The green to brown rock does not seem to react to simply bullying. This is a good fact to note in your notebooks, which I'm assuming you have all been keeping updated as we have been moving forward with our investigation!

A good investigation technique in geology is to see if one mineral will react with various chemicals. Pyrite reacts with water, Barite reacts with calcium, and sometimes I react with very fizzy colas. Let's see what happens to our green to brown rock if we cover it with sugar we found in the kitchen....

Nothing. My, our green to brown rock is really turning out to be quite geological bore! But we won't stop there. Sometimes to get a reaction from something we have to prey upon it's most basic instincts. So let's see if the green to brown rock will react to some saucy playing cards....

No, it does not seem that our rock has any interest in the gam-rich playing cards. At this point it is important to note that we cannot and should not judge the author of this article for owning the materials for completing this experiment. There were a souvenir from the USS Midway, and my owning them is simply a symbol of my patrotism.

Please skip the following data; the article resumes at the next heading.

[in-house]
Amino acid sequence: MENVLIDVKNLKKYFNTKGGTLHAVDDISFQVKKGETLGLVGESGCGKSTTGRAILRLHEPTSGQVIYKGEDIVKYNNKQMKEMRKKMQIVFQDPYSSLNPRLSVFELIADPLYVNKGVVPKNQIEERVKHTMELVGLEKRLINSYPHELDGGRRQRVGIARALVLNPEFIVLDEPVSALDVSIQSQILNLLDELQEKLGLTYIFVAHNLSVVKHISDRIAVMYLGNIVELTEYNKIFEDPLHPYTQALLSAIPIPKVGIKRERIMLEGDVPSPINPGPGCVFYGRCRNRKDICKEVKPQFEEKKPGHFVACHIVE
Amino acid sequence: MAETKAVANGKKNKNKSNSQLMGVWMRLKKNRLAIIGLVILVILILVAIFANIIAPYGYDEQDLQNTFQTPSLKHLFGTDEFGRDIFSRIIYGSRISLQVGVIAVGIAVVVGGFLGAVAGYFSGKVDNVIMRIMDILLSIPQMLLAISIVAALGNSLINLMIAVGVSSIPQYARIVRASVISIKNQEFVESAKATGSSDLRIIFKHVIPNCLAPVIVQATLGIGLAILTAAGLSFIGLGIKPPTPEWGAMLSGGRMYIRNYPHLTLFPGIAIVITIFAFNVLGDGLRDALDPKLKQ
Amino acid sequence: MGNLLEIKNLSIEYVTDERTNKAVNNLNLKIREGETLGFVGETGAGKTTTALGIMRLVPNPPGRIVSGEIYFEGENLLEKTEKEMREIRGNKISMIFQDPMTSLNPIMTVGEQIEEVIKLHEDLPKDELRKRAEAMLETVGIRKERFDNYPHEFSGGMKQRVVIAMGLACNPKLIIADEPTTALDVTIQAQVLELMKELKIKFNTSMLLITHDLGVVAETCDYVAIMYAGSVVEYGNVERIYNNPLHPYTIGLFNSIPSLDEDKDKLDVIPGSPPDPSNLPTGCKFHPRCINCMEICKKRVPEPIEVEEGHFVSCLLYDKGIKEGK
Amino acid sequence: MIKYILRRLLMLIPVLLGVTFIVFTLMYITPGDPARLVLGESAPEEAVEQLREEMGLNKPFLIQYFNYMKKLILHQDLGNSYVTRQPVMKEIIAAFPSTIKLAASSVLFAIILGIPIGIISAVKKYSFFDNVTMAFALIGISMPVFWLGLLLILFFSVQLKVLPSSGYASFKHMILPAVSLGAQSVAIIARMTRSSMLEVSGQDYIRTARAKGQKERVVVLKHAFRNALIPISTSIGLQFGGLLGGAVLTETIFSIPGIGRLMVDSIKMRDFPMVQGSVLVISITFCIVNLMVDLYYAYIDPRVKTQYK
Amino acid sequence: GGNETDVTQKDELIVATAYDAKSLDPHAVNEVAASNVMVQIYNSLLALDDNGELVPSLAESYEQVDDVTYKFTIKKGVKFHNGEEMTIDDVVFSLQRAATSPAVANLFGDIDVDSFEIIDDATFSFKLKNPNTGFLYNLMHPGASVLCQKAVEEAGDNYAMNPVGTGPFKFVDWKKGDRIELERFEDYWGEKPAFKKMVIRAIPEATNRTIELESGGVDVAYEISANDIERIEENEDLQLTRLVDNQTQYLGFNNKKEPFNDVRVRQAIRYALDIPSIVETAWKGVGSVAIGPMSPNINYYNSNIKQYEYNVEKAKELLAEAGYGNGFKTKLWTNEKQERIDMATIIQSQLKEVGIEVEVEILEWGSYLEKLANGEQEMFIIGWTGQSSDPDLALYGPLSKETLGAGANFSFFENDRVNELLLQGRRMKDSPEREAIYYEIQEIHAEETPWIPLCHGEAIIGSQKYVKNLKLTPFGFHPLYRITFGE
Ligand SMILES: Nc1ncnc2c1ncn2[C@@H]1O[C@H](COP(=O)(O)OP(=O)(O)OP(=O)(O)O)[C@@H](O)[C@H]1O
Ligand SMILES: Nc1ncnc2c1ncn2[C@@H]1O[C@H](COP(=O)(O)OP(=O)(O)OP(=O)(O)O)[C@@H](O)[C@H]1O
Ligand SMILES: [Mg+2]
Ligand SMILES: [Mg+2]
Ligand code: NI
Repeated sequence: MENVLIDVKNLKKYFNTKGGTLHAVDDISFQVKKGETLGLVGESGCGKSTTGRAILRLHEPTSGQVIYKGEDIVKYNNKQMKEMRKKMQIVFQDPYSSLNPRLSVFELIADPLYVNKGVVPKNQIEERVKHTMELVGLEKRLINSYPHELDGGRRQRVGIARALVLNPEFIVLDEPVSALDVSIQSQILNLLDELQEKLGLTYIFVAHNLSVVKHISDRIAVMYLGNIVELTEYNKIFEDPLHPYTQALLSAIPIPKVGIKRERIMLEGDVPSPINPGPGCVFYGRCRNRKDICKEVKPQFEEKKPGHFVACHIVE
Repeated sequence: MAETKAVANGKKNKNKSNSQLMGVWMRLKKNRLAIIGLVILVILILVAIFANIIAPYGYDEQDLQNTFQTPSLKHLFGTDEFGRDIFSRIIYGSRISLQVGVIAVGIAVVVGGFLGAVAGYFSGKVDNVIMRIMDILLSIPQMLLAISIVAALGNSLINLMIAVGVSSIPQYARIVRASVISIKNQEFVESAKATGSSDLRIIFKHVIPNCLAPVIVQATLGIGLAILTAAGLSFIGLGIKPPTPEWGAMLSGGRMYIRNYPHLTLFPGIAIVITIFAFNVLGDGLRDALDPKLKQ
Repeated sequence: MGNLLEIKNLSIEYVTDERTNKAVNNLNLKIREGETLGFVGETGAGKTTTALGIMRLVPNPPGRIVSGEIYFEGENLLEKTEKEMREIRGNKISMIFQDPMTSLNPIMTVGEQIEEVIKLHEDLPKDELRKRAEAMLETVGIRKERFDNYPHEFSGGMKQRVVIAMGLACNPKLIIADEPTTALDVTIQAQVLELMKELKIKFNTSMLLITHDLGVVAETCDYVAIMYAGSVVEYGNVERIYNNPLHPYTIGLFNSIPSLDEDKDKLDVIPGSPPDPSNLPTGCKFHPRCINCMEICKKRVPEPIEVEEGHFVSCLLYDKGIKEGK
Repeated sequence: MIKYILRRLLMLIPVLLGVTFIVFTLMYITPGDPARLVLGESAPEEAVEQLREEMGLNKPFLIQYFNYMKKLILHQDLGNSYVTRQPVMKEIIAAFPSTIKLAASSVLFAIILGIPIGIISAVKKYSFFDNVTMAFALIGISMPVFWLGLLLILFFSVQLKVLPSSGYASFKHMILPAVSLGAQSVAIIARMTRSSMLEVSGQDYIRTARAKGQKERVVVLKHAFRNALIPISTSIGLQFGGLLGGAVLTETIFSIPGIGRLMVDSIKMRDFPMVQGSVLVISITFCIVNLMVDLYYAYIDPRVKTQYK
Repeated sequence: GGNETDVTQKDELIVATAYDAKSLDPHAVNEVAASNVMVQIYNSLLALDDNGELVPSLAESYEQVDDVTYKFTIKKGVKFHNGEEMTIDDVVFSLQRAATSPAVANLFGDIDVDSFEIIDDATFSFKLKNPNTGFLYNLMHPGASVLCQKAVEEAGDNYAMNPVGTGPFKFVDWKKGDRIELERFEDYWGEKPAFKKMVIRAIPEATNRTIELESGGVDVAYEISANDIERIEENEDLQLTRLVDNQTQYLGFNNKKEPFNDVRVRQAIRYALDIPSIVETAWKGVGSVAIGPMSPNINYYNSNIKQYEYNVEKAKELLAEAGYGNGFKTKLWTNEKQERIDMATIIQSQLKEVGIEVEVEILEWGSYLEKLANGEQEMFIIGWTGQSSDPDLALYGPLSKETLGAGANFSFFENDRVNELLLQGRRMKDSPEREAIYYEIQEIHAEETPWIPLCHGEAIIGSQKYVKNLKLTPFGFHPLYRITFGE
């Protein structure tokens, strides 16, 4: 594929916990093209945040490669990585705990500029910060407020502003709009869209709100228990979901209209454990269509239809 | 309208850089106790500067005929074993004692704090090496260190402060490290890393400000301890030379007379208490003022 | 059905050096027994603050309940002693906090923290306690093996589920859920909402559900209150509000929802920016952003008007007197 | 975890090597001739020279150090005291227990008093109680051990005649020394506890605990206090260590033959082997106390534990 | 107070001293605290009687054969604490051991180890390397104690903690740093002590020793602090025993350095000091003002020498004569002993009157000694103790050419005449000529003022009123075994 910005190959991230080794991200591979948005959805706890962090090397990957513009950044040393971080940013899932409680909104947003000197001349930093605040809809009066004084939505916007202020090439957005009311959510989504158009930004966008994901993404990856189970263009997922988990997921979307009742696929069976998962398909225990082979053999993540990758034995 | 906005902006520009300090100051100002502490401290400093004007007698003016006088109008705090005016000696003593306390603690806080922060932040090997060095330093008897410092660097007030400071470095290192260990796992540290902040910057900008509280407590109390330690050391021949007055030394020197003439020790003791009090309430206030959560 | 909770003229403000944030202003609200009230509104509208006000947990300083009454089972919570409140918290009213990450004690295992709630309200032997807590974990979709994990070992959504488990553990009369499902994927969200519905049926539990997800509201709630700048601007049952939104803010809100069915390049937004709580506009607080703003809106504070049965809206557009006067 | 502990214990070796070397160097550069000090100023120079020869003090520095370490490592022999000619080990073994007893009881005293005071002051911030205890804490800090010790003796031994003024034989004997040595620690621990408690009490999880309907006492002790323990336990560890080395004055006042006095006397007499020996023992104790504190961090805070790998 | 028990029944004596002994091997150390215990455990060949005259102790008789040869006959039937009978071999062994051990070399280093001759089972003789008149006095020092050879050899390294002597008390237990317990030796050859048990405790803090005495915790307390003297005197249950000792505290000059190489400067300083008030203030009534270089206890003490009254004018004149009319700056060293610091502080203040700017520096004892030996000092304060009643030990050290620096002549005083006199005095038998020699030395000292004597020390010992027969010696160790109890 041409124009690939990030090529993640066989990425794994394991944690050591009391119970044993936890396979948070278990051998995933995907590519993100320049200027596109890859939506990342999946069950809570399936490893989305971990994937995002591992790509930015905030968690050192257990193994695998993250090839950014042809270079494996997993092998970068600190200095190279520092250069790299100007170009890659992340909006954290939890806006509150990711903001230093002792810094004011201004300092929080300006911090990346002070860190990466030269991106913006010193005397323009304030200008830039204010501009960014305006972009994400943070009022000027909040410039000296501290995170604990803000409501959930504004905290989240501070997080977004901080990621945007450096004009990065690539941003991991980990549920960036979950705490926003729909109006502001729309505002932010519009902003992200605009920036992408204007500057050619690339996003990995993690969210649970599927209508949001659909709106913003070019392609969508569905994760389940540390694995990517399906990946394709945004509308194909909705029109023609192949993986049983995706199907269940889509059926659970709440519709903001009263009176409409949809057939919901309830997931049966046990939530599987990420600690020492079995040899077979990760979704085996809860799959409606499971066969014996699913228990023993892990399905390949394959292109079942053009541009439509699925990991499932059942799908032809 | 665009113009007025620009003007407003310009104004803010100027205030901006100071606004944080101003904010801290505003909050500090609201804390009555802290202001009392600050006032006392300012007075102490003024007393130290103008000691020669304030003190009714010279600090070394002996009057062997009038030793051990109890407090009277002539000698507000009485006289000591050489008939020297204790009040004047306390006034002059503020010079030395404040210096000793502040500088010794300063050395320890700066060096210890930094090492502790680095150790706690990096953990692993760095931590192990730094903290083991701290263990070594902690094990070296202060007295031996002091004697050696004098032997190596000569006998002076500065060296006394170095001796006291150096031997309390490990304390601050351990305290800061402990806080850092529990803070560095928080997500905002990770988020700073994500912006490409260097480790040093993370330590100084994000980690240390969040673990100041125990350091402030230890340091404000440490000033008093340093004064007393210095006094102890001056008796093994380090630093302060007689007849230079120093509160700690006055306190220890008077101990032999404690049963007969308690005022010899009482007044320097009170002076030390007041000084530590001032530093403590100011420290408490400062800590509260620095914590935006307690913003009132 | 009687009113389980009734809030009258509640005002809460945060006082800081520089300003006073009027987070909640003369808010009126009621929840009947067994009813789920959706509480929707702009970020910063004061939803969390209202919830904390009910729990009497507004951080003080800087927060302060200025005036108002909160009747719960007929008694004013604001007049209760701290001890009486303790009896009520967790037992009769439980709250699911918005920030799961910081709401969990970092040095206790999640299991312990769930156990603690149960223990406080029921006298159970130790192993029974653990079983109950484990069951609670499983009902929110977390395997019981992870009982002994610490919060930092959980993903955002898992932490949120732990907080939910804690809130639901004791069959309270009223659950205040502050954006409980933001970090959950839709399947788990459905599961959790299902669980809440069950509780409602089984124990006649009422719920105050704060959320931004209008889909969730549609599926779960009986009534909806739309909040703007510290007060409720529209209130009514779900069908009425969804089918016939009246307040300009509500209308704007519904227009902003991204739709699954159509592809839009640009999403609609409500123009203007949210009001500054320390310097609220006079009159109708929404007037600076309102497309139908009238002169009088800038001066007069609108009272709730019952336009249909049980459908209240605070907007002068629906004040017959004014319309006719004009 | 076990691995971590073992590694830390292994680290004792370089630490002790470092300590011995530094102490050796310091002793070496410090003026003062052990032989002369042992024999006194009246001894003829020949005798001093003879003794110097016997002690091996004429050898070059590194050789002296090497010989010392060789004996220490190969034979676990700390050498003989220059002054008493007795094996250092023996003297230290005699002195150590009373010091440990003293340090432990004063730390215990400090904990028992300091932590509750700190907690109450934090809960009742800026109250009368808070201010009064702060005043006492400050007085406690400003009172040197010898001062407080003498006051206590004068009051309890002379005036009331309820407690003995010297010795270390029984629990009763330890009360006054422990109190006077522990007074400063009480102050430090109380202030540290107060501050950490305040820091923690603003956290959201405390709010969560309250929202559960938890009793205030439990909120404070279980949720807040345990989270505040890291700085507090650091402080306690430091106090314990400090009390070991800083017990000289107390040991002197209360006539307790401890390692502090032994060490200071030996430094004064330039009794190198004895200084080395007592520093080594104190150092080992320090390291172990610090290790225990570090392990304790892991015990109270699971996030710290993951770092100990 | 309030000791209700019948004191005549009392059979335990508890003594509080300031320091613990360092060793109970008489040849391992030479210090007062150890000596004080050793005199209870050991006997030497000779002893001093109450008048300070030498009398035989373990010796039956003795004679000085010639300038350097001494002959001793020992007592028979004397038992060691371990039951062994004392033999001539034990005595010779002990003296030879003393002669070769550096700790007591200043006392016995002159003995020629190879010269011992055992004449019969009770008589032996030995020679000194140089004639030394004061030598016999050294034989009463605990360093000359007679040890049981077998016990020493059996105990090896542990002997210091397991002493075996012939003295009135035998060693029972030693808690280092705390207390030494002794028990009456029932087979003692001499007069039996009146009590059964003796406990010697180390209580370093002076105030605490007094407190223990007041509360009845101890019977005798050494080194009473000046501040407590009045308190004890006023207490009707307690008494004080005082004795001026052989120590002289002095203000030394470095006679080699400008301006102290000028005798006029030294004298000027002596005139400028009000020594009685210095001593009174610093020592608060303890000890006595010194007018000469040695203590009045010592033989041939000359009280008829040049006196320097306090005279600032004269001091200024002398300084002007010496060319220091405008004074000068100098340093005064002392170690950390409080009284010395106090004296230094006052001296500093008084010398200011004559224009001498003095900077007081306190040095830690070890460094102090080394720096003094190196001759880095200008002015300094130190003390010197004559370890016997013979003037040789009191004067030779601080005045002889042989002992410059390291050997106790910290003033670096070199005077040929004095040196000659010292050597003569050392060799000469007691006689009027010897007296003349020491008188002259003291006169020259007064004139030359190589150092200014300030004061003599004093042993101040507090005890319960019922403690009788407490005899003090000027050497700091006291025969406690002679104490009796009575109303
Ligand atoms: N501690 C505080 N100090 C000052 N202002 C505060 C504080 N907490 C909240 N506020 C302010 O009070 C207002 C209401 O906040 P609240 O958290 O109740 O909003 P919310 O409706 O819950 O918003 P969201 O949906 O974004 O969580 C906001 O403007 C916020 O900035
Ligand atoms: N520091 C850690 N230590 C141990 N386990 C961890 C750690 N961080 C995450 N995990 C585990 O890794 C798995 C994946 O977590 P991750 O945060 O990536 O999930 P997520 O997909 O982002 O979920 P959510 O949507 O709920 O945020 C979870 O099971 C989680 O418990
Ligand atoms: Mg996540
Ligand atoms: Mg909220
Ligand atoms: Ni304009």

Perhaps the green to brown rock requires something a little invoke a reaction. Let's place it in front of a felt picture of a conquistador.

Still nothing. But again the lack of a reaction is a reaction in itself! We are really learning quite a bit about the green to brown rock.

It is important to note that teenagers today love creepy stickers. Therefore, a logical test to run next is to see if a creepy sticker will scratch a green to brown rock. Let's see what we can do.....

Well, it turns out that our green to brown rock is definitly harder than a creepy sticker.
So now we can add to the list we created at the start!

1) The are green to brown
2) They are easily confused with undercooked/overcooked potato chips
3) They tend to obey gravity
4) They are indifferent to being poked by a stick
5) They do not interact with sweeteners
6) They do not respond with saucey playing cards
7) Scott is a true American for owning those saucey playing cards
8) They care very little for felt-based pictures of historical figures
9) They seem to be harder than creepy stickers